But let’s not romanticize cops. Police departments are para-military organizations, and among their members are many bullies with badges who seem to have learned their codes of conduct from Dirty Harry movies. Much of the antagonism against police departments, especially those in cities with large black populations, is a reaction to tough police practices of two decades or more ago. That is especially true in Baltimore where Martin O’Malley, a former prosecutor, was elected mayor and governed for two terms (1999-2007) as a “zero tolerance” gangbuster. Yet O’Malley is being implicitly bum-rapped in the Justice Department review of the Baltimore Police Department for the black community’s hostility toward police, much of the blame being out of historical context. What seems like a bad policy now was considered trailblazing police procedure back then.
Zero tolerance, or arrests for even the pettiest of offenses, was considered the enlightened policing policy of its day. It was developed by New York Police Commissioner Bill Bratton and exported to other cities, notably Baltimore, with two highly compensated consultants and the enforcer that O’Malley would name police commissioner, Ed Norris. Zero Tolerance had rescued and resuscitated New York from crime and grit and O’Malley was convinced it would do the same for Baltimore. (New York City paid out more than $500 million to settle police brutality claims during Rudolph Giuliani’s “zero tolerance” reign as mayor, according to The New York Times.) And surely worth noting, the administration of President Bill Clinton funded zero tolerance with millions of federal dollars which helped to expand the police presence in Baltimore and elsewhere across the country. It was the hey-day of modern policing, and with it came “Compstat,” the crime-mapping strategy that guided police to troubled areas of the city.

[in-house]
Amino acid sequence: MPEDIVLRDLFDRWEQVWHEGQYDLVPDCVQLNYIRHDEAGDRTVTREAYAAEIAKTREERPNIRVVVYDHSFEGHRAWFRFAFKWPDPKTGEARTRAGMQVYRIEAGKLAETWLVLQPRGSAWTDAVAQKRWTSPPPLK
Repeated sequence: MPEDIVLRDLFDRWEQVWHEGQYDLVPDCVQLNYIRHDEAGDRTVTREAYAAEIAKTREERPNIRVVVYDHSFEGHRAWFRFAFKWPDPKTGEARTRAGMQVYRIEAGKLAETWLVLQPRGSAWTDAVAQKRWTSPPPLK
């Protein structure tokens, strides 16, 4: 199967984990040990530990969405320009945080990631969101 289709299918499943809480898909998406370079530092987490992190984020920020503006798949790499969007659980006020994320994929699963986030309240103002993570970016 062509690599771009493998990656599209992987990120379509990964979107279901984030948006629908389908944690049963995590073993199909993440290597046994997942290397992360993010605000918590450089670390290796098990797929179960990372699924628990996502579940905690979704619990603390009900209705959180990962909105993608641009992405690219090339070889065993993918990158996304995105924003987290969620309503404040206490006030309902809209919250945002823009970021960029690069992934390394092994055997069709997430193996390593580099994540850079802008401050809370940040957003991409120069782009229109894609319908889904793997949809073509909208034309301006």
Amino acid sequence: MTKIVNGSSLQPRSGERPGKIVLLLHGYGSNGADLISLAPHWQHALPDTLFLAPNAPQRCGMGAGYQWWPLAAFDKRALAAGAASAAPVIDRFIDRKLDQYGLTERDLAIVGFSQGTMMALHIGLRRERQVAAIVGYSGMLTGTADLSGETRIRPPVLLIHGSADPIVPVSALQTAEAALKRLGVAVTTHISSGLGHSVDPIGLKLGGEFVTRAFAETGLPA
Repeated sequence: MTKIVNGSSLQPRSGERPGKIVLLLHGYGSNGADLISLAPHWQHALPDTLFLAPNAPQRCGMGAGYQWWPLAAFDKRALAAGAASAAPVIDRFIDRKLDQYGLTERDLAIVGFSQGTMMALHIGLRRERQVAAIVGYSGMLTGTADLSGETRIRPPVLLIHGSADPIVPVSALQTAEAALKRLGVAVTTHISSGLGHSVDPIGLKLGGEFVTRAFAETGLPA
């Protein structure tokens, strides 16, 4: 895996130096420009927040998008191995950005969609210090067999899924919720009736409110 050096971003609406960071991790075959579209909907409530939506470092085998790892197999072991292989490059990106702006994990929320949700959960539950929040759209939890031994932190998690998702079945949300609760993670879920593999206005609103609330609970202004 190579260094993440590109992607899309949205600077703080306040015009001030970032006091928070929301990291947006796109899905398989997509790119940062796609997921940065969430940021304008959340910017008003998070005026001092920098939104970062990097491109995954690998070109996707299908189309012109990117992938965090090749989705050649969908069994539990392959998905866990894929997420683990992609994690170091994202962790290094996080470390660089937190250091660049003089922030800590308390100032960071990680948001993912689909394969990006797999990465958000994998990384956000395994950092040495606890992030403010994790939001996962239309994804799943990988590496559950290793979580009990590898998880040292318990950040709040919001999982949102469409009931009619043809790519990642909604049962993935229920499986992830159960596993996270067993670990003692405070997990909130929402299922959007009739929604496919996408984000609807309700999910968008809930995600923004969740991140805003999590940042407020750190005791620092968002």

Norris and his janissaries, pushed on by O’Malley, drag-netted street corners and alleys, arresting young and old for anti-social actions such as loitering or spitting on the sidewalk. Most objectionable was the “stop and frisk” policy that even police complained to their union was being overused. Few spent time in prison. Even fewer ever went to trial. But the victims, nonetheless, were charged and branded with criminal records as well as a paper trail that would follow through life. The crime rate dropped dramatically during O’Malley’s two terms, by 48 percent, but it’s difficult to explain exactly why, according to criminology studies of the era.
During the Freddie Gray riots, O’Malley, then a candidate for president, lent his presence to the smudged neighborhood of Pennsylvania and North Aves. to try and help restore calm. Instead, rightly or wrongly, he was the target of insults, threats and blame by young blacks for introducing the police policies that helped contribute to the conditions that led to the violence and destruction.
But yesterday’s policing is today’s guilt trip. In place of zero tolerance, the Pentagon is arming police departments with surplus war-zone equipment and Baltimore is being surveilled surreptitiously—until a recent Bloomberg Businessweek expose—by a wide-angle lens in the sky that can gulp 32 square miles of the city in one shutter click. The spy-in-the-sky experiment is being funded through a grant from Texas billionaires John and Laura Arnold and filtered, in part, through the Baltimore Community Foundation, whose board, incidentally, includes O’Malley’s former chief of-staff, Mathew D. Gallagher, and Former Mayor Kurt Schmoke. The secrecy of the aerial trial-run is one more reason in the case of distrust against police.
The cop on the beat, if there is any longer such a thing as a beat, is no longer the familiar policeman casually swinging a baton who mediated neighborhood, even family, disputes. Today they are likely to be heavily recruited out-of-towners who prowl cities in a kind of underground war against denizens who are better armed than they are. And that’s one more reason why nobody wants to be a cop anymore.